Conkers and Grenades by Hilary Lee-Corbin

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Conkers and Grenades by Hilary Lee-Corbin

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Category: Confident Readers
Rating: 4/5
Reviewer: Jill Murphy
Reviewed by Jill Murphy
Summary: Enjoyable WWI adventure involving secrets and spies. Lee-Corbin blends exciting action and mystery with a clear historical picture and some themes of class discrimination. A good read on several levels.
Buy? Yes Borrow? Yes
Pages: 160 Date: August 2017
Publisher: Matador
ISBN: 978-1788033510

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It's Bristol in 1916. Britain is halfway through the Great War and everyone is expected to put their shoulder to the wheel of the war effort. Mar and Appy might be boys, but they're no different. Both their fathers are away fighting and the two young boys are expected to help with household chores, look after younger siblings, earn a few extra pennies through casual jobs and concentrate on getting an education...

... so you'd think adding foiling a spy plot into the mix was an ask too far, wouldn't you? Not so! When Mar and 'Appy overhear a suspicious conversation by the tobacco warehouses on the side of the river, they find themselves caught up in a German plot to assassinate the King and Queen. Aided by the intelligence services and their cane-wielding headmaster, JJ Clibbens, the two boys set about doing their bit for their country. This will involve not just information-gathering and detective work, but considerable personal risk.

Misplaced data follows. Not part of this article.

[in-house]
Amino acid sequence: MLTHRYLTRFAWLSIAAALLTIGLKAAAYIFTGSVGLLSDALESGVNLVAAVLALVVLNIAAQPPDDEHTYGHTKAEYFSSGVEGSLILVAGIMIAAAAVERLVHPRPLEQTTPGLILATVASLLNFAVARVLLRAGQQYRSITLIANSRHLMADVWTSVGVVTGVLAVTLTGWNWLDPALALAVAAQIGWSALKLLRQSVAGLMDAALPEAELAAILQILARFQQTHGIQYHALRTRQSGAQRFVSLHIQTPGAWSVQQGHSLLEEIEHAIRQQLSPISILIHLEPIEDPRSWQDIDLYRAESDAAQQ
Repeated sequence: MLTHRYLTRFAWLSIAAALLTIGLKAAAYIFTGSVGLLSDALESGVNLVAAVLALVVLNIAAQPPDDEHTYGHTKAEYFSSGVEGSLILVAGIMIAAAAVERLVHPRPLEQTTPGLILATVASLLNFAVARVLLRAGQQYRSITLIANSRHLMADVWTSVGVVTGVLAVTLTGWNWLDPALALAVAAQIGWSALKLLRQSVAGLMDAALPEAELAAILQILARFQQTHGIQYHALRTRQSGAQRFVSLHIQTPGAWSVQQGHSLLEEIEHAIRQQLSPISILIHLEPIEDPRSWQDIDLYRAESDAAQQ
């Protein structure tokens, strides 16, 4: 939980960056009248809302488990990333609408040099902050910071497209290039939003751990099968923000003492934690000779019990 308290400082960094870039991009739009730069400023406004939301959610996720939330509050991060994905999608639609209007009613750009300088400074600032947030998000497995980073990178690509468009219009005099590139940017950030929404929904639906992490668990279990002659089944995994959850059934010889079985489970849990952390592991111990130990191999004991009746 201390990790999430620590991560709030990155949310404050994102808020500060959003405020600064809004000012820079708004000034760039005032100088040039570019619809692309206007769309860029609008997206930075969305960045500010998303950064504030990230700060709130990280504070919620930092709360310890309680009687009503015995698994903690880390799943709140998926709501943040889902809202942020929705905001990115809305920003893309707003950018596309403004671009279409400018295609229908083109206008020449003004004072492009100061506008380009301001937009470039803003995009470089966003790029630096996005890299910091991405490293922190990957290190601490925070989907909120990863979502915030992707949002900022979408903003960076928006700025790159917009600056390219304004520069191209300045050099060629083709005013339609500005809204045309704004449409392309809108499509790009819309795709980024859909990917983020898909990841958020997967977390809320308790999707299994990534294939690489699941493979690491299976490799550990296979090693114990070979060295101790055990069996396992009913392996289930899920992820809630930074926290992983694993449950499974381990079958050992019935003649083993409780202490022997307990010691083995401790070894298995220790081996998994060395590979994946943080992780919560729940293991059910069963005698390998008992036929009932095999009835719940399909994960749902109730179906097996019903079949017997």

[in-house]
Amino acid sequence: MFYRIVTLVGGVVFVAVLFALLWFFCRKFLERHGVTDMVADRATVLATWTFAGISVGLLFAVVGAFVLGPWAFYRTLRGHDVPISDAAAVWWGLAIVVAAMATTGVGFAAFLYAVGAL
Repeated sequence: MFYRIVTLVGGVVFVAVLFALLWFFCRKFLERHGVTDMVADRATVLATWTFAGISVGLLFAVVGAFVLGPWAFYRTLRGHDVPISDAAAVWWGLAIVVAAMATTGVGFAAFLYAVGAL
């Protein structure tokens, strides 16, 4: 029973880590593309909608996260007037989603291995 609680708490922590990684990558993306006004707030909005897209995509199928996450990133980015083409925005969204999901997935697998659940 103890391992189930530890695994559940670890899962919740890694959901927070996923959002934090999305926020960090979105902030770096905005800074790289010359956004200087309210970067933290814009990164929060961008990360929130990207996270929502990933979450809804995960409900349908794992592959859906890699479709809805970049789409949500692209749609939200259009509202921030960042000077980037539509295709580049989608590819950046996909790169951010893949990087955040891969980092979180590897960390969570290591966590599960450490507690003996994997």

There is a lot to like in Conkers and Grenades. Firstly, it's a rip-roaring story of derring-do and children foiling a dastardly plot by adult baddies. There's some mystery to unfold - with clues and serial reveals as the book goes along. I liked it that readers don't have to get to the very last page before finding out what's happening. Spying in real life is a gradual uncovering of a big picture and this story does that well. It's a satisfying read. Mar is a great narrator of the story - he might be poor but he's an intelligent boy who is honest and loyal to boot. It's not hard to root for Mar and his pal 'Appy, whose real name is George and got his nickname in honour of his irrepressible cheerfulness.

But Lee-Corbin brings other qualities to bear. She gives a good general portrait of life during the Great War in Bristol, an important port city. Its busy highways and byways really do come to life. And it's not all pleasant. Poverty was more acute than it is today and the social order was more fixed. Mar and 'Appy are constantly pre-judged on their working class backgrounds and Lee-Corbin highlights how unjust this is, given their heroic contributions to the war effort. We also get a clear idea of how hard life was for the women left at home as their husbands fought abroad. They held down several jobs, coped with food shortages and lived in terror of illnesses such as diptheria. The great success of Conkers and Grenades is that none of this seems didactic. The background flows seamlessly into the narrative.

I really did enjoy Conkers and Grenades and it was nice to read it during poppy season, too. I think it will find an appreciative readership.

Recommended to all young fans of adventure fiction.

You can read more about Hilary Lee-Corbin here

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